So there would need to essentially be another candidate to fill his shoes from a finical background. And, yes, you know, they would have to probably be a reshuffle because they would be unlikely to give the trade portfolio to Ireland again and they might move an existing commissioner into it and give Ireland whatever vacancy emerged. And so it's also a difficult process where you have to have hearings with European Parliament and all of that. And as we say, you know, it's a very important time for trade right now.


So this is a welcome. If there's any way that they could kind of hold on to him, I think they will. But they are really sensitive about this issue. They've been wrestling with the pandemic since February. They've been trying to show that they're on top of it and they've even even the European Commission itself actually launched a service for EU citizens where they can see what the regulations are in all different countries, check them before they go in order for them to follow them.




How damaging for Ireland is this? Because the trade portfolio is a very prestigious and important portfolio of all the portfolios that the commission dispense. This is a really big job, isn't it, because the French are not the only ones, but for Ireland, but for France and Germany. And it's a critical portfolio, isn't it? How damaging for Ireland that we have screwed up like this? Yeah, it's definitely something that Arland highly valued having. I mean, they were delighted to have the Irish commissioner in that role and particularly now it was seen through the Brexit lens in Ireland that he it was very vital to have someone who really got the concerns and the of trade in Ireland in that position.


And now whether I think ultimately so far at least, Commissioner Hogan hasn't actually played such a big role in Brexit yet and as perhaps people thought, but maybe that's because there's just been no progress really in the negotiations. So there hasn't been much to talk about. There hasn't been much of a role for him to play. So obviously, it is crunch time now and we're expecting that over the next two months it will be decided one way or another what the trade relationship with between the UK and the EU is going to be from January the 1st.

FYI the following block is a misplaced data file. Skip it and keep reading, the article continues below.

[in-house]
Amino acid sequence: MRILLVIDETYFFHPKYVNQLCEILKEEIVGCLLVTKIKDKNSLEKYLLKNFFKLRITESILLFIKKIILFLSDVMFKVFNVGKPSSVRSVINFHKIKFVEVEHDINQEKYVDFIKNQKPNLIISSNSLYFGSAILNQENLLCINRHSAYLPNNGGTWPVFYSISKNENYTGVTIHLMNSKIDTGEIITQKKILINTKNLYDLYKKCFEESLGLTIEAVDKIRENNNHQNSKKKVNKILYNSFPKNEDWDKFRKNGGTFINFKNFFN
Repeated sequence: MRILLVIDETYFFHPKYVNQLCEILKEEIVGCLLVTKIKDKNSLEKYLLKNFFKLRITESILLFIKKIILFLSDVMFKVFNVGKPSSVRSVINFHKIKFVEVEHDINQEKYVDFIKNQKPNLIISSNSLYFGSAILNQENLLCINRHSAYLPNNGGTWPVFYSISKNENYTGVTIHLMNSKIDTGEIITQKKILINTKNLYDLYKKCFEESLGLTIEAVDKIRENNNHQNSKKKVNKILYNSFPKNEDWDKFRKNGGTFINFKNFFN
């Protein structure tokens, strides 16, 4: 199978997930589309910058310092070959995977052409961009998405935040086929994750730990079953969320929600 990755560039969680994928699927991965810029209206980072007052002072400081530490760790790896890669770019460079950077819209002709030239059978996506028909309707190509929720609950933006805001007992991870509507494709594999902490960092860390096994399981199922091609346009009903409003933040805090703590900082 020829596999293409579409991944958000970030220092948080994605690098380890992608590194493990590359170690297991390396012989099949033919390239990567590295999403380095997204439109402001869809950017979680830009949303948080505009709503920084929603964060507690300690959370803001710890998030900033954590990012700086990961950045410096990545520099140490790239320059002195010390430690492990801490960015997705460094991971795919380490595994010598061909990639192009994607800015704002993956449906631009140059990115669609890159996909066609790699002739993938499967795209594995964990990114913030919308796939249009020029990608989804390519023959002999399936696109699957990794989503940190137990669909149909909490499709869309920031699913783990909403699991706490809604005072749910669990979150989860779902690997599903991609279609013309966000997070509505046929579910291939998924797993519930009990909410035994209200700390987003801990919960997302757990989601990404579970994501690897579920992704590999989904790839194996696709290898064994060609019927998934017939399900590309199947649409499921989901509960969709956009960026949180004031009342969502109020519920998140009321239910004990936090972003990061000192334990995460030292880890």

So, you know, it is a very crucial time. And I think that there will be many people in Ireland who think that it's a pity that it has gone this way, that it's ended up how it is. But, you know, the facts are what they are. And it seems that Commissioner Hogan has made a series of decisions that really he only has himself to blame for for compromising his position.


What's your feeling about how long this process of deciding his future will take?


It's a really interesting one. Um, I think the feeling is that it ought to be quick. So perhaps today, Tuesday, or at least by Wednesday. But then again, perhaps the commission might feel that it's on its side to be thorough and slow, to let the dust settle a bit, to let passions cool and make the decision accordingly. So they may try to do that. They won't I don't think they'll rush into this. They won't they won't make their decision lightly, I don't think.


But what we can expect is it's kind of puzzling that Commissioner Hogan has yet to make an appearance in public to speak to media. I mean, the T shock has gone on radio to be grilled, but Commissioner Hogan has not spoken to anybody.


And so to me, that's when the shock was on the klavern yesterday morning. He specifically requested that Phil Hogan give an interview and account for himself. Right.


And the European Commission has also said that they would expect him to do the same. But, you know, he is he's I don't know. He's in his house, I guess.


And all we have to go on are two tweets on his Twitter and a statement that he issued through at the European Commission representation in Ireland apologising. So, you know, they're very tight lipped. His team are very tight lipped.